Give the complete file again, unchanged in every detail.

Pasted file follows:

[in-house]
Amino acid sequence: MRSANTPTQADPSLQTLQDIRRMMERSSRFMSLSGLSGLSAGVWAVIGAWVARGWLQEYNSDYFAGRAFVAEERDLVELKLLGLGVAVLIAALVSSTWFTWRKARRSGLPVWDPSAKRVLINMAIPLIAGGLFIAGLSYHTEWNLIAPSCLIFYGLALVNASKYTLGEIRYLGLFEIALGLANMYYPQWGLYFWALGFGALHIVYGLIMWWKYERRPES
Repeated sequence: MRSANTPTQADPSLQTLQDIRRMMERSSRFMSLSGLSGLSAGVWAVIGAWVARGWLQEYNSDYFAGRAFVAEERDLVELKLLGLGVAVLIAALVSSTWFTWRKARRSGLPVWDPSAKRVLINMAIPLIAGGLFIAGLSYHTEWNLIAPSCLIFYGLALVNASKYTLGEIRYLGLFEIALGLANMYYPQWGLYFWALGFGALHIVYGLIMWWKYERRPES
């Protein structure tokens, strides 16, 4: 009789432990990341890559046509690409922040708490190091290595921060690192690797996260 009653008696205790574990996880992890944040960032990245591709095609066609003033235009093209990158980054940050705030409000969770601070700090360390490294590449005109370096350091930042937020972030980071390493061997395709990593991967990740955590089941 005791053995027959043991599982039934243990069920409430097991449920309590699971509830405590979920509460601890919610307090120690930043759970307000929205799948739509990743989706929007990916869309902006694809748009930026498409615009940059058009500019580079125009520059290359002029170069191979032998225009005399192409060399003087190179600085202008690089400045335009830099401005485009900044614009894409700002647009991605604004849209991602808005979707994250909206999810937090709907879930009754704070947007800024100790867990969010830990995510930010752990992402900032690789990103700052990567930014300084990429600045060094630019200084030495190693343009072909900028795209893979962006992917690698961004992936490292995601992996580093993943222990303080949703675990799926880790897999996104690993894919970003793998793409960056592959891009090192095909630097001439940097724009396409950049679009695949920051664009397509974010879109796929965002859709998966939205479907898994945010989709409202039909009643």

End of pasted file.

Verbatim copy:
[in-house]
Amino acid sequence: MRSANTPTQADPSLQTLQDIRRMMERSSRFMSLSGLSGLSAGVWAVIGAWVARGWLQEYNSDYFAGRAFVAEERDLVELKLLGLGVAVLIAALVSSTWFTWRKARRSGLPVWDPSAKRVLINMAIPLIAGGLFIAGLSYHTEWNLIAPSCLIFYGLALVNASKYTLGEIRYLGLFEIALGLANMYYPQWGLYFWALGFGALHIVYGLIMWWKYERRPES
Repeated sequence: MRSANTPTQADPSLQTLQDIRRMMERSSRFMSLSGLSGLSAGVWAVIGAWVARGWLQEYNSDYFAGRAFVAEERDLVELKLLGLGVAVLIAALVSSTWFTWRKARRSGLPVWDPSAKRVLINMAIPLIAGGLFIAGLSYHTEWNLIAPSCLIFYGLALVNASKYTLGEIRYLGLFEIALGLANMYYPQWGLYFWALGFGALHIVYGLIMWWKYERRPES
């Protein structure tokens, strides 16, 4: 009789432990990341890559046509690409922040708490190091290595921060690192690797996260 009653008696205790574990996880992890944040960032990245591709095609066609003033235009093209990158980054940050705030409000969770601070700090360390490294590449005109370096350091930042937020972030980071390493061997395709990593991967990740955590089941 005791053995027959043991599982039934243990069920409430097991449920309590699971509830405590979920509460601890919610307090120690930043759970307000929205799948739509990743989706929007990916869309902006694809748009930026498409615009940059058009500019580079125009520059290359002029170069191979032998225009005399192409060399003087190179600085202008690089400045335009830099401005485009900044614009894409700002647009991605604004849209991602808005979707994250909206999810937090709907879930009754704070947007800024100790867990969010830990995510930010752990992402900032690789990103700052990567930014300084990429600045060094630019200084030495190693343009072909900028795209893979962006992917690698961004992936490292995601992996580093993943222990303080949703675990799926880790897999996104690993894919970003793998793409960056592959891009090192095909630097001439940097724009396409950049679009695949920051664009397509974010879109796929965002859709998966939205479907898994945010989709409202039909009643």